void BleApp_Start(void)
{
/* Device is not connected and not advertising*/
if (!mAdvState.advOn)
{
#if gBondingSupported_d
if (mcBondedDevices > 0)
{
mAdvState.advType = fastWhiteListAdvState_c;
}
else
{
#endif
mAdvState.advType = fastAdvState_c;
#if gBondingSupported_d
}
#endif
BleApp_Advertise();
}

#if (cPWR_UsePowerDownMode)    
PWR_ChangeDeepSleepMode(1); /* MCU=LLS3, LL=DSM, wakeup on GPIO/LL */
PWR_AllowDeviceToSleep();
#endif       
}

 

Once the server has been found and a connection has been stablished with the client, the configured services must be started. This is done by calling the “subscribe” function for each service. For heart rate sensor, the function Hrs_Suscribe must be called. This function is available from the heart_rate_interface files.

 

/* Subscribe client*/
Bas_Subscribe(peerDeviceId);        
Hrs_Subscribe(peerDeviceId);

#if (!cPWR_UsePowerDownMode)  
/* UI */            

 

During connection, the application measurements can be reported to the client by using the “record measurement” functions included in the service interfaces. For the heart rate sensor this is the Hrs_RecordHeartRateMeasurement function.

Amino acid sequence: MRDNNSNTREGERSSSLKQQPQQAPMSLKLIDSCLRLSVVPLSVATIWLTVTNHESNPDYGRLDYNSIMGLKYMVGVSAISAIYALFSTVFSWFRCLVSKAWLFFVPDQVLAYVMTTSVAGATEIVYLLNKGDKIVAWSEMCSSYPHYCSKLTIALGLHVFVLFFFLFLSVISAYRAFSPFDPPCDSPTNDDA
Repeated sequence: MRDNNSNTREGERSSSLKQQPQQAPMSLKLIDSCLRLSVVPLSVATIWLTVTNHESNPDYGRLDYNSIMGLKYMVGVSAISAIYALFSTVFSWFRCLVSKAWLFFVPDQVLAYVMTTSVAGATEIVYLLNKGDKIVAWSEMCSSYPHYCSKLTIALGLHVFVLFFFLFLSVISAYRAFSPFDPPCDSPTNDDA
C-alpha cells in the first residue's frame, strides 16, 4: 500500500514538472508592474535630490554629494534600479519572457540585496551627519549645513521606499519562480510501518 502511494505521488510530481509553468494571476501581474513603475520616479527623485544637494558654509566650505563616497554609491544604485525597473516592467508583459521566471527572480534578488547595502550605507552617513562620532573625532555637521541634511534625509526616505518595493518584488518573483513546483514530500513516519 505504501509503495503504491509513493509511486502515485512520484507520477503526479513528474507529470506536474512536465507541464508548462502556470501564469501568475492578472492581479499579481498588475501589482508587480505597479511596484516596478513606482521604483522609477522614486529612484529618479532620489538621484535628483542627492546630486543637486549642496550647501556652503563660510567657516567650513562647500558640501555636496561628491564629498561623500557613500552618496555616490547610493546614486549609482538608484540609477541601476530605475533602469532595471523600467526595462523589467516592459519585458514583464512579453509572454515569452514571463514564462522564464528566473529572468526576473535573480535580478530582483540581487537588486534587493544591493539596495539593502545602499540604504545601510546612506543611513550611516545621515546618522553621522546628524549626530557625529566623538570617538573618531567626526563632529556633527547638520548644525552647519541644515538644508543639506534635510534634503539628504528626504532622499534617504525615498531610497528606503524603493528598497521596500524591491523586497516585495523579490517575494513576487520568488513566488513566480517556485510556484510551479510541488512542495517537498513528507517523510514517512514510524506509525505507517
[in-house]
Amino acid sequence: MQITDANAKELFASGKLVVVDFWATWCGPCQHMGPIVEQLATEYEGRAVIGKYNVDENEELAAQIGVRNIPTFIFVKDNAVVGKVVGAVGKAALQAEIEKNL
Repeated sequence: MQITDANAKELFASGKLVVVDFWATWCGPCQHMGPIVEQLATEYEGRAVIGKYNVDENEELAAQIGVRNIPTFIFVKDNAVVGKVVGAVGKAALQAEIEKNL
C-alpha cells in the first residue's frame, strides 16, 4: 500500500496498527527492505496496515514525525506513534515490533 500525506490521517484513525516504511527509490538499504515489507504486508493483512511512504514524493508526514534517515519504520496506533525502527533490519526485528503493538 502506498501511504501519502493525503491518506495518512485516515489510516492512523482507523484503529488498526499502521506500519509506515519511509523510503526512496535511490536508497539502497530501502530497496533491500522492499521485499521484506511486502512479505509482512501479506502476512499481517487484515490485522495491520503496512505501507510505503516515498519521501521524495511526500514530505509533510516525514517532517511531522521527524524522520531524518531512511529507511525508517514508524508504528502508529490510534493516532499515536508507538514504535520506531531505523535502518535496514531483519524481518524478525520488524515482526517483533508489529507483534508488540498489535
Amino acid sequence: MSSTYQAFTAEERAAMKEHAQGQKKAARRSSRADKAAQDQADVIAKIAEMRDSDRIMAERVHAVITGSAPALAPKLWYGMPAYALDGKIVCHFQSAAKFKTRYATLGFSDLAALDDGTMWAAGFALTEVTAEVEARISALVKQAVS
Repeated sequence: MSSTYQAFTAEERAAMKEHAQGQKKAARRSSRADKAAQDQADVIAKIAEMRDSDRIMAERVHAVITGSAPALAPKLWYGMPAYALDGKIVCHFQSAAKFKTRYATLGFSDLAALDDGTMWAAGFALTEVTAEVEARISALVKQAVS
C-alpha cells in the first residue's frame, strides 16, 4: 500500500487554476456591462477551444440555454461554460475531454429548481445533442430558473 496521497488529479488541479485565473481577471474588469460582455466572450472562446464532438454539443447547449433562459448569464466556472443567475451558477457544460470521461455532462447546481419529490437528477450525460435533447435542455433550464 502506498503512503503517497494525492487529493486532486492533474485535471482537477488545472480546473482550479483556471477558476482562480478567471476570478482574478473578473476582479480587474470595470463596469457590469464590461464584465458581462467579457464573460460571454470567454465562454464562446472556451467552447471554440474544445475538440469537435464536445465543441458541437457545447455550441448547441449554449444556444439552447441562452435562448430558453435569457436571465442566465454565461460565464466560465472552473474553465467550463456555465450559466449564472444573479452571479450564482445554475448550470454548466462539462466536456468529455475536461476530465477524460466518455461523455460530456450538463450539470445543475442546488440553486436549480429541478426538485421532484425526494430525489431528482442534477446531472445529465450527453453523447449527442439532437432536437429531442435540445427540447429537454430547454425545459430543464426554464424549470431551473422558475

static void TimerMeasurementCallback(void * pParam)
{
uint16_t hr = BOARD_GetPotentiometerLevel();
hr = (hr * mHeartRateRange_c) >> 12;

#if gHrs_EnableRRIntervalMeasurements_d    
Hrs_RecordRRInterval(&hrsUserData, (hr & 0x0F));
Hrs_RecordRRInterval(&hrsUserData,(hr & 0xF0));
#endif

if (mToggle16BitHeartRate)
{
Hrs_RecordHeartRateMeasurement(service_heart_rate, 0x0100 + (hr & 0xFF), &hrsUserData);
}
else
{
Hrs_RecordHeartRateMeasurement(service_heart_rate, mHeartRateLowerLimit_c + hr, &hrsUserData); 
}

Hrs_AddExpendedEnergy(&hrsUserData, 100);

#if (cPWR_UsePowerDownMode)
PWR_SetDeepSleepTimeInMs(900);
PWR_ChangeDeepSleepMode(6);
PWR_AllowDeviceToSleep();    
#endif
}

 

This updates the current measurement and sends a notification to the client indicating that a new measurement report is ready.

 

Many profiles are implemented in the connectivity software to enable already developed medical applications with BLE connectivity. APIs are easy to use and can significantly reduce the development times.